Since history tells us that this was a very busy pool, this pool of Bethesda, I have often wondered why someone didn't help this poor incapacitated man into the water? Surely there were people around the pool, people who were there for healing, to be sure, but what about loved ones, family members, curious onlookers? Surely there were others there. Why did no one help this man? Were they too lazy? Did they simply enjoy standing by and watching the chaotic race to the water? Had they decided in their own mind who should and who should not receive healing? Or did they sit and sun themselves selfishly basking in the gift of their own healing?
I began to think about those of us who have come to know healing. We came into contact with the power of the Lord in the waters of baptism and now we, we know health, we know wholeness. But, we are surrounded by those who are spiritually ill, disabled and in dire need of healing. Our friends, our neighbors, our co-workers, some of them are dying. They feel bad every single day. Their lives are lives of spiritual void and pain. They long for healing. Some of them look other places, in new age faith, in prescription medications, in self-help books, or other places, some illicit. Some of them just need some help getting to the healing Water. (John 4:10)
Friends, I don't know why we aren't bringing the sick to the One who can heal. I don't know why we aren't taking the blind by the hand and leading them to the Giver of sight. I don't know why we aren't carrying the lame to the One who can give their feet the ability to "dance in the light". But, I do know if we are content to let those around us perish, if we keep ourselves busy so we can pretend we don't notice them, if we have decided they just don't deserve to be healed, then we should repent! I know that those who are healed are the greatest testaments to those who need healing. I believe we are responsible for the souls perishing all around us. It is not enough that we "look" like Christians. (After all, things are not always as they appear). We must behave like Christians, we must do what Christians do, not to prove anything but simply because we are Christians. We are healed! We are whole! We have access to what those debilitated by sin only hope for! Isn't it time, we brought the sick to the Water, and stopped merely posturing by the pool?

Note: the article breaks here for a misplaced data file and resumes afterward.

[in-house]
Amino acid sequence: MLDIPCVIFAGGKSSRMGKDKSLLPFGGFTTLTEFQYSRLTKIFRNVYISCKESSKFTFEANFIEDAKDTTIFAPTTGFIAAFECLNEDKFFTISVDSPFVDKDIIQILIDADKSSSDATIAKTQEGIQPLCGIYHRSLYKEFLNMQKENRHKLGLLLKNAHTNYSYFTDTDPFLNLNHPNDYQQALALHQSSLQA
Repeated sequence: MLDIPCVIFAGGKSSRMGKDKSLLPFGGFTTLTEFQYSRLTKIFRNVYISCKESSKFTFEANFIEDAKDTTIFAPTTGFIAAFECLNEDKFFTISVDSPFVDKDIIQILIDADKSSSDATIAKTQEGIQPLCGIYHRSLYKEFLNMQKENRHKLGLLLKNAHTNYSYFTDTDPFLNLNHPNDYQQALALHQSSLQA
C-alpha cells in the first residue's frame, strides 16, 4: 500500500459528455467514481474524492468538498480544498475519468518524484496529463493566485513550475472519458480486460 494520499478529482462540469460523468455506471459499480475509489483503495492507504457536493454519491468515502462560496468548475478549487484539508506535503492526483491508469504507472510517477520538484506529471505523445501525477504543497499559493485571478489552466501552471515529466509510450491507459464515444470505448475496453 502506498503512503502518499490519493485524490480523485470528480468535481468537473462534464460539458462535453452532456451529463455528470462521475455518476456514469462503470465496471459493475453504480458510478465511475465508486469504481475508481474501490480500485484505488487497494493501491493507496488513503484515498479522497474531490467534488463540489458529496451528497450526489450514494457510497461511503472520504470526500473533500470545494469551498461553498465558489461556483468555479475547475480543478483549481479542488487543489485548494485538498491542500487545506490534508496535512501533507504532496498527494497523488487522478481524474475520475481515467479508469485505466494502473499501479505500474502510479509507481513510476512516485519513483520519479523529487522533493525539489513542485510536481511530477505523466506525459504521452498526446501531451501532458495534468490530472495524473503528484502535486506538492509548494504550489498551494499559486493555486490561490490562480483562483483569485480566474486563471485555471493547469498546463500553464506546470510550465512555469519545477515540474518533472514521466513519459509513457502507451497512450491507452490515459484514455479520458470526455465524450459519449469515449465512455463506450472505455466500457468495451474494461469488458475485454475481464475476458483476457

Monday, December 10, 2007

A Taste Of The Golden Calf

Exodus 32:7-8
"Then the Lord said to Moses, "Go down, because your people whom you have brought up out of Egypt have become corrupt. They have been quick to turn away from what I commanded them and have made themselves an idol cast in the shape of a calf. They have bowed down to it and sacrificed to it."
Exodus 32:19-20"When Moses approached the camp and saw the calf and the dancing, his anger burned and he threw the tablets out of his hands, breaking them into pieces at the foot of the mountain. And he took the calf they had made and burned it in the fire; then he ground it into powder, scattered it on the water and made the Israelites drink it."

As I read this story again, I began to think about the Israelites and their inability to worship but one God. In our Sunday morning lesson yesterday, we talked about the Ten Commandments, focusing on the first. Exodus 20:1-3 says "I am the Lord your God, who brought you out of Egypt, out of the land of slavery. You shall have no other gods besides me." We discussed how flippantly our society throws that word, "god" around. We talked about what makes something a "god" and I began to think that the two things that make something or someone a "god" are 1) inherent unnatural power and 2) worshippers. The word, "worship" is defined as paying homage to, feelings of profound love and admiration, loving uncritically, unquestioningly, to excess. Wow! Do those words strike any chords in your heart? They do in mine and when I began to think about it, I started wondering if Moses came down from this interaction with God, if he saw the way we lived now . . . well I wonder how work, money, power, sex, sports, entertainment, internet, television, ---------well, I wonder how they would taste? Idol, anyone?


Thursday, December 06, 2007

Thoughts on Being Dirt